Some examples include: not to use the property for keeping pigs or poultry, for example; not to erect any building or dwelling house upon the land; and only to use the dwelling or any future dwelling as a private house.
More unusual ones the firm has seen include: not to carry upon the land the trade of a fried fish shop or any noisy, noxious or offensive trade; and no wine, beer or spirits to be sold upon the land at any time.
Historically, many landed estates and institutions reserved mineral rights when they split and sold land parcels. Such reservations are often forgotten, especially in areas without potential for extraction.
There are two elements to be confirmed: the rights to the minerals themselves and the rights to work those particular minerals.
Richard Gadd, senior associate, Fisher German
About half of the farms we deal with have private water supplies and it’s very common for complex systems to be left when farms are broken up over time.
It rarely causes problems in day-to-day use but the buyer’s solicitor will want to determine ownership and any liabilities.
If a borehole supplies the holding and nowhere else, this is relatively simple, as long as the water is tested and compliant with regulations and the system is in good nick, such as using polypipe rather than iron pipes.
The main issue comes when supplying residential or commercial properties. Good understanding of what liabilities the owner has to those properties, in terms of maintenance of property and infrastructure, is needed.
The extent to which these properties are responsible for paying for the water supply or infrastructure repairs must be clarified.
The key is to properly detail the water system to help buyers understand it, and ensure that meters are installed in the right places to support who is using and paying for what amount of water.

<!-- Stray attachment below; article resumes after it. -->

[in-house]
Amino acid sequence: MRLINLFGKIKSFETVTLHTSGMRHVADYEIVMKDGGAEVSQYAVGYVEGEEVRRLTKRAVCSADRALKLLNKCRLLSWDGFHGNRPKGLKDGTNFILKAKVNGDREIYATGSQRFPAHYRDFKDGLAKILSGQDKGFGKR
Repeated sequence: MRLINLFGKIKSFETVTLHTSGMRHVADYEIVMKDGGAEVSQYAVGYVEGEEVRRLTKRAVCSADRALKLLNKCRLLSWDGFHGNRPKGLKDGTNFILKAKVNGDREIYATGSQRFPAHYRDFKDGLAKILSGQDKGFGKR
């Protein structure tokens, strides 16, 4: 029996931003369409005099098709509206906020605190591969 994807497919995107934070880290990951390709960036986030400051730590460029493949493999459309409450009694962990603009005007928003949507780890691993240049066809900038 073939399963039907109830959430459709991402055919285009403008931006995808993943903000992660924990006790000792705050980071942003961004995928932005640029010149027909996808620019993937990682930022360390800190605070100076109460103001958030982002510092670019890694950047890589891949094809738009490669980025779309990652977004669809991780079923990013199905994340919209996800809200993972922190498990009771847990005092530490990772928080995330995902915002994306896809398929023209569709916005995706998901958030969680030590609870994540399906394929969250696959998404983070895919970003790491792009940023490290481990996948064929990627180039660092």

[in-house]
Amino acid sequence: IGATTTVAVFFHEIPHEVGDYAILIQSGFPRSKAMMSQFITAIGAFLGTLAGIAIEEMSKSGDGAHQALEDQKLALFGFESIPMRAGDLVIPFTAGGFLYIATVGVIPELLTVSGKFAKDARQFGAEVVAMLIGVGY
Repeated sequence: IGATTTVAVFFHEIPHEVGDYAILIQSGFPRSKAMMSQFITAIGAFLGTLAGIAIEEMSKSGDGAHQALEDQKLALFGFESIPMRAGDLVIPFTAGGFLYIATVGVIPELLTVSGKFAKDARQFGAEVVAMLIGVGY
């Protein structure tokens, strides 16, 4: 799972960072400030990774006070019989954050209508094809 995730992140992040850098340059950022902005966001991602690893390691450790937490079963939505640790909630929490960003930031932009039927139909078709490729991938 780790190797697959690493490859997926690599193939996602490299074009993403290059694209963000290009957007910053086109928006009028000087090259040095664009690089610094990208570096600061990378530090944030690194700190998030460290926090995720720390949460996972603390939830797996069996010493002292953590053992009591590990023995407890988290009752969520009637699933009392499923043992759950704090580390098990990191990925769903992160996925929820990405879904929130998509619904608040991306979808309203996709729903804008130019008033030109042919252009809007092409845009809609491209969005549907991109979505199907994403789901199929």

If the landowner is not prepared in this way, the sales process could be held up for months and buyers may insist these improvements are made before they complete, or attempt to negotiate the price down.
George Syrett, head of farm agency in the south of England, Savills
Save valuable time
Streams and rivers
Where does your ownership end? The nearside bank, the middle of the river or the far bank? Who has the fishing rights?
Normally a river will be a dividing boundary feature between the farm you are selling and the neighbouring property.
In the absence of clear documentation, we recommend that the boundary is straight down the middle.
There probably isn’t a farm in the UK that doesn’t have some asbestos sheeting on a building somewhere.
As a matter of good practice, a farm business should already have an asbestos report, but most don’t. Get one done so that this doesn’t hold up an exchange of contracts, as most solicitors worth their salt will ask to see one.
It can take a while to organise, from booking an appointment to getting the survey done, written up and sent out. This all takes valuable time when the pressure is already ramping up towards an exchange.
In order to keep a sale moving forward, a seller would be well advised to go through all the agricultural enquiries with their solicitors in advance of agreeing a deal.
This could include: details of the fertiliser and manure applied on a field-by-field basis for the past five years; copies of the previous two years’ BPS forms; identifying any noxious weeds or pests on the farm, such as Japanese knotweed; and defining all boundaries and any responsibilities for maintenance.
These are complex, take time to fully answer and require accurate responses on which a buyer will rely.
The old cliché of creating the best first impression still holds true, and simply sweeping the yard clean, filling in potholes on the drive or doing a little bit of strimming will help show that the farm is a good one.
Richard Nocton, partner, Woolley & Wallis